Tracy adds: “We also have an Evidence Based Decision programme for children in complex neglect cases.

“Our referrer is the local authority so we work closely to support them in decision making as neglect cases are notoriously difficult and can drag on and children can suffer in the time frame.

“We are testing a family assessment scale which has worked in America and Canada.

“Clearly what went before here wasn’t working.

“Blackpool has the highest number of children in child protection for neglect.

“We go in at the heavy end before it goes to proceedings and look at evidence, patterns, visit, speak to the children, look at what interventions may be needed to raise the bar for the family and bring them to acceptable consistent standards.

“We go back and measure what has happened. If there’s no improvement the social worker has evidence to decide whether to take it to court.”

Specialist worker Clare says: “We have a balance between families able to engage with support services and those who don’t demonstrate any capacity to change.

“Neglect is often down to not being able to measure change - so it’s a big step in the right direction.

“Some families respond well, even those with problems relating to the official face of social work.”

Another breakthrough is the Blackpool FEDUP (Family Environment: Drug Using Parents ) programme, the title coined by the children of parents or care givers who misuse drugs or alcohol.

Tracy adds: “The children join a 10 week structured programme developed by the NSPCC. We are testing and evaluating it. It works alongside parents or care givers giving children the space to share and talk while another worker talks with their parents about the impact of drug or alcohol or misuse .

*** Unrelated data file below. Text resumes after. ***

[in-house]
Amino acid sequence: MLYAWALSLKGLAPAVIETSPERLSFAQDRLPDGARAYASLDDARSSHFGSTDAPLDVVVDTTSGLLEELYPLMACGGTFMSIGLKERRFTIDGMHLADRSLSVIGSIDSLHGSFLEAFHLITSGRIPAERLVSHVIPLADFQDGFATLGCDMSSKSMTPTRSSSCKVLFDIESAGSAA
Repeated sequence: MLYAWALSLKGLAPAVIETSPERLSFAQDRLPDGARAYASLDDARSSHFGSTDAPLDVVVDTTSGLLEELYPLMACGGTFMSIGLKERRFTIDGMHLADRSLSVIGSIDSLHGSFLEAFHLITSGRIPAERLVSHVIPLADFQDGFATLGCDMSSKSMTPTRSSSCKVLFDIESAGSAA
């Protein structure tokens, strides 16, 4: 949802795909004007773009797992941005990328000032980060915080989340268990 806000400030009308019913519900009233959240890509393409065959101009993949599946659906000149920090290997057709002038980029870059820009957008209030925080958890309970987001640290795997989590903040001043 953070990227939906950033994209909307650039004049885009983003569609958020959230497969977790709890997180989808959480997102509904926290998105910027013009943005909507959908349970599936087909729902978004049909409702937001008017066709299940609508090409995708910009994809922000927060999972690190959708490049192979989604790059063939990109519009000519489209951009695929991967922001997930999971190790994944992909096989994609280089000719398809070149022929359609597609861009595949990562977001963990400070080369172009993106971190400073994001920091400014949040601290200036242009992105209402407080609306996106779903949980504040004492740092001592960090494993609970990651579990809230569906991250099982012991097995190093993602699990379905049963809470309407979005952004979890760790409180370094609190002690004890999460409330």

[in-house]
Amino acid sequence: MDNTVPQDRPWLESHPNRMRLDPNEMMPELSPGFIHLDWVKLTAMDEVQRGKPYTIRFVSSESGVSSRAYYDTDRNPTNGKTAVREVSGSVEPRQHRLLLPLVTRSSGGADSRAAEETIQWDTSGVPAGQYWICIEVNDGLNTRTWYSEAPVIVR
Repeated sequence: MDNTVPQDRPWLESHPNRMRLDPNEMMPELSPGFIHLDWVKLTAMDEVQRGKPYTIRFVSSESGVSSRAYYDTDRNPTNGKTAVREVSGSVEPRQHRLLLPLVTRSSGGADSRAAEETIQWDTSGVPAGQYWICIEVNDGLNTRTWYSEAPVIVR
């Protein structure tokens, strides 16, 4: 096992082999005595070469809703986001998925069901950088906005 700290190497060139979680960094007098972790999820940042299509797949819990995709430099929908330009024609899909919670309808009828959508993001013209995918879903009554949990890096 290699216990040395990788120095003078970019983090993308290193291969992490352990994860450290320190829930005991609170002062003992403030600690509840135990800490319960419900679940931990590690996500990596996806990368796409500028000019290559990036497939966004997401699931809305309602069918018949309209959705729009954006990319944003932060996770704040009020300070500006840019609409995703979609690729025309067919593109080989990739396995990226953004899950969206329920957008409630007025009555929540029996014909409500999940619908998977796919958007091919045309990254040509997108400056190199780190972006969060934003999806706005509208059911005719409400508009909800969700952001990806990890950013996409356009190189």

“The whole family benefits. Only five children attend a group and the ratio is three practitioners to a group.

“Children may have significant behaviour issues - which is hardly surprising. We look at safety planning for the child.”

Clare explains: “The feedback’s positive. One parent said it was the first time they had considered the impact on their child of what they were doing.

“One professional worker told us it was like looking at a different family later.”

And while children come first Tracy adds: “Parents each have their own back story - what do we know about that? It’s not about being judgemental. We need to understand them to help them understand themselves and how they respond to what life has brought to their door.

“Most parents want to be good parents.

“But with each generation there’s another layer that makes it more difficult and challenging for the next set of parents.”

Crucially, the team also assesses the risk of abuse - within the home. “We have a service called assessing the risk, protecting the child, which works with the whole family where there have been allegations of abuse.

“That includes the alleged perpetrator, the safe carer and the child. The child’s voice is paramount in all we do to minimise risk factors.”

Nusrat admits it’s a new approach to an age old problem.

“We get referrals from children’s services, risk assess the alleged offender and assess his partner’s ability to protect the children. And we talk to the children too. It’s vital their voice is heard.

“It’s about how or whether the risk can be managed or not. This is protecting children from people who haven’t passed into the criminal justice system.

“Any seaside resort attracts a certain type of person. We work within the home or beyond if the alleged offender wants contact with the child.” And finally - the aptly named Letting the Future In helps children aged four to 17 who have been sexually abused. Clare adds: “It helps them explore and express their feelings. Many children and young people tell us they feel confused and upset about what has happened.

“They say just having the chance to talk really helps. We meet with them, get to know them and assess their needs. A practitioner will then provide up to 24 weekly sessions tailored to those needs. We also meet parents or carers separately to understand their needs. It really does help them let the future in.”

Families can contact the service centre directly to discuss any of these services on 01253 307810 or email blackpoolservicecentre@nspcc.org.uk